A useful ( but not commonly mentioned) tool in Lean Six Sigma is called Little’s Law.  

Little’s Law describes the fundamental long-term relationship between Work-In-Process, throughput and flow time of a production system in a steady state:   As an equation Little’s Law can be written as :
Inventory =Throughput × Flow Time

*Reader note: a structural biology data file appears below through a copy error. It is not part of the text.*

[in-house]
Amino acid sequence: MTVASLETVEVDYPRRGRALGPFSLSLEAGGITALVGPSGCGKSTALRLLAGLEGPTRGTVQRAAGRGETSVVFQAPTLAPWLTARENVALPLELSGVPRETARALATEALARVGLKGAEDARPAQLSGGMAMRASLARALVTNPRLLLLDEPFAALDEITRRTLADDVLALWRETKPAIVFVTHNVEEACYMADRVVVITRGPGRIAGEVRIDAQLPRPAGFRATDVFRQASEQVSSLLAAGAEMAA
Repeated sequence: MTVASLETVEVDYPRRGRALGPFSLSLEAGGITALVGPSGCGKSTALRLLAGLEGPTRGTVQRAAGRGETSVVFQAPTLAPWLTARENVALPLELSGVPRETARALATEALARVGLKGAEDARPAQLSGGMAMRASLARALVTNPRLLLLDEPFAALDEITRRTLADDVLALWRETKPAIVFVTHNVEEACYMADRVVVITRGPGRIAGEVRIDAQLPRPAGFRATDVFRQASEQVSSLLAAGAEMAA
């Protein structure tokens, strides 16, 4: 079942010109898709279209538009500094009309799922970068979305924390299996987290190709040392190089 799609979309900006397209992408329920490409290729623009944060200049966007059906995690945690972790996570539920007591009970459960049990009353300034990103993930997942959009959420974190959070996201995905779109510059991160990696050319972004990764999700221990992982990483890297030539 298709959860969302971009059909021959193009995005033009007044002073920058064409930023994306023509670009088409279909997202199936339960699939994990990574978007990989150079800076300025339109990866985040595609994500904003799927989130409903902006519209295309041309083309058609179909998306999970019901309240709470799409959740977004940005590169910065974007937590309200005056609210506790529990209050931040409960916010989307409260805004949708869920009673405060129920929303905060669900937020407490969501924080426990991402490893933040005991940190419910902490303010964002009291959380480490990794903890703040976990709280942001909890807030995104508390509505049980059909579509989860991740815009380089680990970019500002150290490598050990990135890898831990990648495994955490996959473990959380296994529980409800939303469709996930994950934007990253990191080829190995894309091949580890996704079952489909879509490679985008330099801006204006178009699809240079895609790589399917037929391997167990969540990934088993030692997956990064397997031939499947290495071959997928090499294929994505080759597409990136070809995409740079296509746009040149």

Little’s law is both fundamental and simple and should be understood all all practitioners of Lean Six Sigma.  It is fundamental to the creation of steady flow and reduction of inventory and WIP.    Because it relates three critical performance measures of any production system, it is a basic Lean principle.  Let’s look at an example : If we observe a milling machine that cuts 100 parts per hour with a queue of 800 parts in front if it, we say that it has “8 hours of WIP”.  In speaking of WIP in terms of time, we are making use of Little’s law, which can be thought of as a conversion of units.  Inventory is measured in pieces, flow time in hours, and throughput in pieces per hour.  Hence, if we divide inventory by throughput we get flow time.  So, to convert 800 pieces to the time it will take to process them, we divide by the throughput (100 pieces per hour) to get 8 hours.  This conversion is useful when diagnosing a plant.  If we see what physically looks like a large amount of inventory in the system, we cannot tell whether this is a signal of trouble until we know how much time is represented by the inventory.  For instance, if we see 2000 pieces of WIP in a system that produces 10 per day, this is probably a disastrous system, while 2000 pieces in a system that produces 1000 per hour is probably extremely lean.  Little’s law applies to single stations, production lines, factories, and entire supply chains.  It applies to systems with and without variability.  It applies to single and multiple product systems.  It even applies to non-production systems where inventory represents people, financial orders, or other entities.  Generally speaking, there are only two requirements for Little’s law to hold: WIP and Inventory Reduction:  Since Little’s law implies that for a line Flow Time = WIP/Throughput, it is clear that reducing WIP while holding throughput constant will reduce flow time.  One might be tempted to conclude that WIP reduction will always reduce cycle time.  However, we must be careful.  Reducing WIP in a line without making any other changes will also reduce throughput.  For this reason, simply reducing inventory is not enough to achieve a lean manufacturing system.  An integral part of any lean manufacturing implementation is a variability reduction effort, to enable a line to achieve the same (or greater) throughput with less WIP.

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